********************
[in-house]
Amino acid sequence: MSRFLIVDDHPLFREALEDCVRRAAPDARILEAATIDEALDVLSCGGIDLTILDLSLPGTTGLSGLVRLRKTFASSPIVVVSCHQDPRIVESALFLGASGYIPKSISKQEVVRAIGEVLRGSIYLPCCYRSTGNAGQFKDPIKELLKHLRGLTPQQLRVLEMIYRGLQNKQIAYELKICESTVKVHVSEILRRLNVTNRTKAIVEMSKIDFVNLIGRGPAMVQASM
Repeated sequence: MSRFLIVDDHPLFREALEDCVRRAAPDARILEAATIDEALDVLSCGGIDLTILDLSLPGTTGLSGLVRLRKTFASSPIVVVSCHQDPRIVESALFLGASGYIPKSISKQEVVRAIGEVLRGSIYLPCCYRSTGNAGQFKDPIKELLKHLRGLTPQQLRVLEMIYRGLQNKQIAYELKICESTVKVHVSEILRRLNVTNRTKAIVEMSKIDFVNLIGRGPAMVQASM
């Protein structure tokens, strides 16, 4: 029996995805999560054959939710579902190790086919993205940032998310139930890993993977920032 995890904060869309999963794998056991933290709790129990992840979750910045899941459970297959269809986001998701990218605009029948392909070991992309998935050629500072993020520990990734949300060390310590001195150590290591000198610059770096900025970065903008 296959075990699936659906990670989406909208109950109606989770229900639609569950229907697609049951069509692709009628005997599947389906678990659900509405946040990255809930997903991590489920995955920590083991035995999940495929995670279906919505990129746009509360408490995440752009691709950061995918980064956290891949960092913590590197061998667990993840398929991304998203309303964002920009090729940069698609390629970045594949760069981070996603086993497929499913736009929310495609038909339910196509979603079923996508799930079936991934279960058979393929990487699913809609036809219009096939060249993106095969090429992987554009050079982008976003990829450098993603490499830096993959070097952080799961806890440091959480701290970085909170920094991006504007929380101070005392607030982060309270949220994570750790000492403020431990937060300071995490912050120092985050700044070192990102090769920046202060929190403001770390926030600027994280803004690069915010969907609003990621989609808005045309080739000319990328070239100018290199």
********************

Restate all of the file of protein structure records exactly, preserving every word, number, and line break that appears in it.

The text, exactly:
[in-house]
Amino acid sequence: MSRFLIVDDHPLFREALEDCVRRAAPDARILEAATIDEALDVLSCGGIDLTILDLSLPGTTGLSGLVRLRKTFASSPIVVVSCHQDPRIVESALFLGASGYIPKSISKQEVVRAIGEVLRGSIYLPCCYRSTGNAGQFKDPIKELLKHLRGLTPQQLRVLEMIYRGLQNKQIAYELKICESTVKVHVSEILRRLNVTNRTKAIVEMSKIDFVNLIGRGPAMVQASM
Repeated sequence: MSRFLIVDDHPLFREALEDCVRRAAPDARILEAATIDEALDVLSCGGIDLTILDLSLPGTTGLSGLVRLRKTFASSPIVVVSCHQDPRIVESALFLGASGYIPKSISKQEVVRAIGEVLRGSIYLPCCYRSTGNAGQFKDPIKELLKHLRGLTPQQLRVLEMIYRGLQNKQIAYELKICESTVKVHVSEILRRLNVTNRTKAIVEMSKIDFVNLIGRGPAMVQASM
């Protein structure tokens, strides 16, 4: 029996995805999560054959939710579902190790086919993205940032998310139930890993993977920032 995890904060869309999963794998056991933290709790129990992840979750910045899941459970297959269809986001998701990218605009029948392909070991992309998935050629500072993020520990990734949300060390310590001195150590290591000198610059770096900025970065903008 296959075990699936659906990670989406909208109950109606989770229900639609569950229907697609049951069509692709009628005997599947389906678990659900509405946040990255809930997903991590489920995955920590083991035995999940495929995670279906919505990129746009509360408490995440752009691709950061995918980064956290891949960092913590590197061998667990993840398929991304998203309303964002920009090729940069698609390629970045594949760069981070996603086993497929499913736009929310495609038909339910196509979603079923996508799930079936991934279960058979393929990487699913809609036809219009096939060249993106095969090429992987554009050079982008976003990829450098993603490499830096993959070097952080799961806890440091959480701290970085909170920094991006504007929380101070005392607030982060309270949220994570750790000492403020431990937060300071995490912050120092985050700044070192990102090769920046202060929190403001770390926030600027994280803004690069915010969907609003990621989609808005045309080739000319990328070239100018290199």